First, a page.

The Phoenix-based agent, Kenneth Williams, could not be reached for comment Friday about the July 2001 warning.
But his former colleagues at the FBI said Friday that Williams' knowledge of terrorism alone should have been enough for superiors to immediately act on his suspicions.
"Nobody listened to him," said one top former FBI official who first learned about the memo several weeks before its existence surfaced publicly, creating a firestorm in Congress.
Other former colleagues of Williams, who refused to discuss the memo, offered high praise for the agent's work in the Phoenix counterterrorism unit.
"Anyone in FBI management who wouldn't take what Ken Williams said seriously is a fool," said Ronald Myers, who served for 31 years in the FBI before retiring in 2000. "If Ken says something, it's true."
Added Williams' former FBI swat team leader Roger Browning: "On a scale of 1 to 10, he's a 10. Maybe an 11."
The now-famous memo warned that possible terrorists were seeking access to flight training schools and other U.S. aviation facilities.
"Phoenix believes that the FBI should accumulate a listing of civil aviation universities/colleges around the country," the memo says in part, urging officials in Washington to relay the bureau's "suspicions" of terrorist infiltration with "other elements of the U.S. intelligence community."
The Bush administration has stressed that none of those identified in the memo were linked to the Sept. 11 attacks on the World Trade Center and the Pentagon.
The memo, which reportedly was sent to FBI terrorism experts for further analysis, did not reach senior levels of the bureau before Sept. 11, FBI officials said.
Williams, 41, a former San Diego police officer who for a time was assigned to a border crimes task force, joined the FBI's Phoenix office a little more than a decade ago.
At one point, he was a SWAT team leader who--during one search--braved pneumonia while leading agents in a successful hunt in mountainous terrain for a father and son wanted for killing a police officer.
But it was in counterterrorism that Williams really made his mark, several former colleagues said Friday.
"He is one of the sharpest agents I ever met," said Myers, who is now a court constable in Maricopa County, Ariz.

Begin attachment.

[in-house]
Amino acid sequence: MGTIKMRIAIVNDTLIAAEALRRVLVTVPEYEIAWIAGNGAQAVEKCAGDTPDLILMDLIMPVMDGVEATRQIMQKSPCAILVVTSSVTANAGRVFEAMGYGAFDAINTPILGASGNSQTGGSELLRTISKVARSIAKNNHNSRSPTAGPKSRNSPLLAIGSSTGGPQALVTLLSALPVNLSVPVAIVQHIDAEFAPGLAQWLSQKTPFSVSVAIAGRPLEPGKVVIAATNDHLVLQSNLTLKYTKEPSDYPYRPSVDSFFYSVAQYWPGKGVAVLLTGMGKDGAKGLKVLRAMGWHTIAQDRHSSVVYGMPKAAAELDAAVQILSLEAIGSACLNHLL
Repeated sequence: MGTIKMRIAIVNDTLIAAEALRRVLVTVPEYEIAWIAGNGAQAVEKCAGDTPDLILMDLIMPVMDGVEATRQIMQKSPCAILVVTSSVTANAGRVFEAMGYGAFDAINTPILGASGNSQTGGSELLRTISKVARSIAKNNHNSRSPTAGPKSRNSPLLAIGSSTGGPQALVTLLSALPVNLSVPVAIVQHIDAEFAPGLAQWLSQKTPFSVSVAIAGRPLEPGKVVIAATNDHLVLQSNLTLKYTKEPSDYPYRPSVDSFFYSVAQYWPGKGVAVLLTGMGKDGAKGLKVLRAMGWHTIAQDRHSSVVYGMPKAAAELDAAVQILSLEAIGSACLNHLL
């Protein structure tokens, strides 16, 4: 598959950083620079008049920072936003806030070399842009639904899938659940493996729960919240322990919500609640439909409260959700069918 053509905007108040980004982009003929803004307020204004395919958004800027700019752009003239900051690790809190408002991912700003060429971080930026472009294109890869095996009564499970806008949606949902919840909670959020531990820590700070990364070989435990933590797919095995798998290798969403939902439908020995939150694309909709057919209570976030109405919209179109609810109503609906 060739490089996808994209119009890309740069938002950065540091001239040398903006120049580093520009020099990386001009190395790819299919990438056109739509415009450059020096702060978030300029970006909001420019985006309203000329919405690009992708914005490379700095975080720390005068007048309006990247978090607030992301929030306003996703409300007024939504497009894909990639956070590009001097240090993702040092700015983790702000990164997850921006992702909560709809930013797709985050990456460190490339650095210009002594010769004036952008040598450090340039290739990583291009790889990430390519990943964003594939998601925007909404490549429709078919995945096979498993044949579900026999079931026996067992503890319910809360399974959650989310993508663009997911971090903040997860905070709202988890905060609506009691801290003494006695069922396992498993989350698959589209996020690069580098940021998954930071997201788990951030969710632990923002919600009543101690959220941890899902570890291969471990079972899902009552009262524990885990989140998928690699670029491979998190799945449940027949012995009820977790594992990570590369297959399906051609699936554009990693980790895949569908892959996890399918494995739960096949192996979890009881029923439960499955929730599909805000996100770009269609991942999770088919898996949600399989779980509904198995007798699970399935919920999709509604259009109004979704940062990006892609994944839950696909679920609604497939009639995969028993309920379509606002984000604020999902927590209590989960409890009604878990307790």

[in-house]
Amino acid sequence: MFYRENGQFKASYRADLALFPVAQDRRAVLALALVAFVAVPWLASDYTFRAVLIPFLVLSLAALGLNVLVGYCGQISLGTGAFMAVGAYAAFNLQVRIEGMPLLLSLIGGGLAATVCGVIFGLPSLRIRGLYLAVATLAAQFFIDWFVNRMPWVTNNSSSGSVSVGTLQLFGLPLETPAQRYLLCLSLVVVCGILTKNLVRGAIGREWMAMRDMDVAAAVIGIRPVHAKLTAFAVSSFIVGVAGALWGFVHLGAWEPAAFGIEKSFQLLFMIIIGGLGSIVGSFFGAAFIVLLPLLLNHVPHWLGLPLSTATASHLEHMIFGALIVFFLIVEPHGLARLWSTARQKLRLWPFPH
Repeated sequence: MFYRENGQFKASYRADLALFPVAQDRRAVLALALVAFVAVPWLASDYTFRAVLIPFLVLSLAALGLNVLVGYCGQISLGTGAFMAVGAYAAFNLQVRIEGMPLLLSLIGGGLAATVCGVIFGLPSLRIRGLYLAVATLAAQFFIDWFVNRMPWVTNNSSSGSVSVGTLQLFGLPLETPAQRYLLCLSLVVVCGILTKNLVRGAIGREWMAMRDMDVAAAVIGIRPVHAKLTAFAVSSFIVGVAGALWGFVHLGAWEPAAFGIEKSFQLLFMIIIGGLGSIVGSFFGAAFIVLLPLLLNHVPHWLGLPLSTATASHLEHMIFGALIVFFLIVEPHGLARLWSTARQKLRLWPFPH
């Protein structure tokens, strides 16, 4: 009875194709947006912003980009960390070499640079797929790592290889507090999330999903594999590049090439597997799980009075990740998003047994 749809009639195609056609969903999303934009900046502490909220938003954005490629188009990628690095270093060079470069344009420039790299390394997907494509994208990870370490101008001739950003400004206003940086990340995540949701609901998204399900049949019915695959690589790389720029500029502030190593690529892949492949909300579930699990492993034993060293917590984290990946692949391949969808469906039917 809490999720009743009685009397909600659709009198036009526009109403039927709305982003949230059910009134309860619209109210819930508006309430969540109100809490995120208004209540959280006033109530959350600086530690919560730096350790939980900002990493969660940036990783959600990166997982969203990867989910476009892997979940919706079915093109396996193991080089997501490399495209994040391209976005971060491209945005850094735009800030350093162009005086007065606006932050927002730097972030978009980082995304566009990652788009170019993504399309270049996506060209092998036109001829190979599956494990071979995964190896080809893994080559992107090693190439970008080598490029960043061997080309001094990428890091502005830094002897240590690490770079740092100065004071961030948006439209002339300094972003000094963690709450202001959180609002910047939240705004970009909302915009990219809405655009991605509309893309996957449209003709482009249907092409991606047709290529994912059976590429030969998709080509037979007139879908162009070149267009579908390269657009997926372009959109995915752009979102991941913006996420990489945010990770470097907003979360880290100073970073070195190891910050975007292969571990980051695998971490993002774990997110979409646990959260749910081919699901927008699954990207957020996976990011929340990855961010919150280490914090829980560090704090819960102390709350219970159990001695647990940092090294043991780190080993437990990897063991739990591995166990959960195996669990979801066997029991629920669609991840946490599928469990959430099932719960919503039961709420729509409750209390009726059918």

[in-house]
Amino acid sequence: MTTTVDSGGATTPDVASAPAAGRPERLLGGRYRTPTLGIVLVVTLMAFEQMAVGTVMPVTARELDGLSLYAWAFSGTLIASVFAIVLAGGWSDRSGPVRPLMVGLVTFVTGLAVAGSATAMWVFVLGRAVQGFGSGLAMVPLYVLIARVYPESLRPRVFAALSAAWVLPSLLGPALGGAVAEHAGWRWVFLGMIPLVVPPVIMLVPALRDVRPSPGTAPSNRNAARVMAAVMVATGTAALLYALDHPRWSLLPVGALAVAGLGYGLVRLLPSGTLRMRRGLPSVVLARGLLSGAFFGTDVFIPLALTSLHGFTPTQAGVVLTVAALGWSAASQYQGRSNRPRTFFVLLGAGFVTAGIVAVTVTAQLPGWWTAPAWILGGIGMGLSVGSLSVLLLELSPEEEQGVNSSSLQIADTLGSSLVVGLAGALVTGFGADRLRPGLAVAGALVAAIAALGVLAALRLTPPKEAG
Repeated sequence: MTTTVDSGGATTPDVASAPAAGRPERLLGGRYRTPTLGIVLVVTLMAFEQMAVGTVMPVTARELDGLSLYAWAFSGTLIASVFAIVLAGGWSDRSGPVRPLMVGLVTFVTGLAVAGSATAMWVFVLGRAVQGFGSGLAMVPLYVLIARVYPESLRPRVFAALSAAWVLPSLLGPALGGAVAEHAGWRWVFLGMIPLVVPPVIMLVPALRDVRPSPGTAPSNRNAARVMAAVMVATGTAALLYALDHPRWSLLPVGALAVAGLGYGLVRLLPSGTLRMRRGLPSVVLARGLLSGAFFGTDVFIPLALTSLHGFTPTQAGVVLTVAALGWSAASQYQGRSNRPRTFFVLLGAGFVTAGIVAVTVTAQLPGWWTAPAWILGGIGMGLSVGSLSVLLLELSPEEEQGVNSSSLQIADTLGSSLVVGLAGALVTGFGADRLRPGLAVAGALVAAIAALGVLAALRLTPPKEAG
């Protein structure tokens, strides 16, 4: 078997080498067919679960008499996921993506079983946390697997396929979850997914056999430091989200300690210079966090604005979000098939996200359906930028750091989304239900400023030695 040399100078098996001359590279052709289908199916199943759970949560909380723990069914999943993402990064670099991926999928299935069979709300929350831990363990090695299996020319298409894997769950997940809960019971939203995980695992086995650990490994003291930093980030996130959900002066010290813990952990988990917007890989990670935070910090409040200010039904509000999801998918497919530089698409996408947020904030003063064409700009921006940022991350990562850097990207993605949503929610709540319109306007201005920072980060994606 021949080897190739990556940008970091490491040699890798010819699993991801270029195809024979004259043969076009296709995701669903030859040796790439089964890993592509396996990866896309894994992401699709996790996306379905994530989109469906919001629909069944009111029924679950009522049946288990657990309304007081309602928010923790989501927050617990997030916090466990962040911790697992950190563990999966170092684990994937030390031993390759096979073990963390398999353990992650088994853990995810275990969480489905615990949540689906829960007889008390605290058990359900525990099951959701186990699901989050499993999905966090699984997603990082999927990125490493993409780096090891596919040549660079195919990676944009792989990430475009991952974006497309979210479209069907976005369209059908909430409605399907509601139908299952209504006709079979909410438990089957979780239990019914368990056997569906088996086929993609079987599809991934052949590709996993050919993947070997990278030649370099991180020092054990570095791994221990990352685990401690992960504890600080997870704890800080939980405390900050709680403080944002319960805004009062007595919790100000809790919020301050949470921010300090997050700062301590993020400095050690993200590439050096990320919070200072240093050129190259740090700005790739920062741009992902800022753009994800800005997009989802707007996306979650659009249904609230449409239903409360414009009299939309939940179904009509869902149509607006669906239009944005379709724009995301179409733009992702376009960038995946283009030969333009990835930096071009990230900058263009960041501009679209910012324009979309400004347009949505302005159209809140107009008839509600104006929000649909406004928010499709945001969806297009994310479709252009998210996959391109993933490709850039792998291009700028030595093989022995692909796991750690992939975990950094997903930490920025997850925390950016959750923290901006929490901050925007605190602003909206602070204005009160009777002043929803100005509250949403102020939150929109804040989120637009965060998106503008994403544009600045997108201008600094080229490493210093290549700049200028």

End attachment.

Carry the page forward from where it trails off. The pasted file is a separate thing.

"Of all the people I knew and worked with in the Phoenix office, I'd put him in the top three or four."
Added a former partner of Williams: "He is simply one of the best agents in the FBI and one of the best international terrorism agents in the world."
One official in Washington described Williams as "pretty strait-laced and not a whistle-blower type."
The spokesman for the Phoenix FBI office, Special Agent Manuel Johnson, would say only that Williams "is an experienced agent" who "continues to be assigned to the Phoenix division."
Although Williams' memo has only recently drawn public attention, records and interviews show that as early as 1998, FBI agents in Phoenix were attempting to tap the city's Muslim community for information about potential terrorism.
Since the attacks, Williams has played key roles in the FBI's Arizona investigation of associates of the Sept. 11 hijackers, particularly Hani Hanjour, the young Saudi suspected of piloting the commercial airliner that struck the Pentagon.
Williams testified in the trial earlier this year of another Saudi living in Arizona, Faisal Al Salmi, who was convicted of lying about having known Hanjour.
Williams also was among the agents who interrogated Malek Seif, a Middle Eastern man who was an acquaintance of Hanjour's and left the U.S. shortly before the Sept. 11 attacks, according to Seif's attorney, Thomas Hoidal.
Seif was later lured back to Phoenix as part of the terrorism investigation and charged with making false statements to obtain a Social Security card and lying on an immigration asylum application.
Seif recently pleaded guilty, was sentenced to time served and has returned to France.
Earlier inquiries by the Phoenix FBI bureau into the activities of flight school students appear to reflect the concerns expressed in the summer 2001 warning to FBI headquarters.
More than a year before the memo was written, FBI agents in Phoenix were monitoring Mideast-born residents, including a Lebanese student at Embry-Riddle Aeronautical University in Prescott, Ariz.
Zakaria Soubra, who endorsed a radical Islamic doctrine of Muslim world rule, told The Times that agents showed up at his apartment in early 2000 to question him.
The agents were concerned, Soubra said, about his visit to a shooting range with another Muslim, who was a veteran of Islamic jihads in the Balkans and the Middle East.
And within hours of the Sept. 11 attacks, agents returned to Prescott to question Soubra and several fellow Muslim students at Embry-Riddle.
Soubra was not charged with any crimes and is now a senior at the campus.
Times staff writer Richard Serrano and Times research librarian Nona Yates contributed to this report.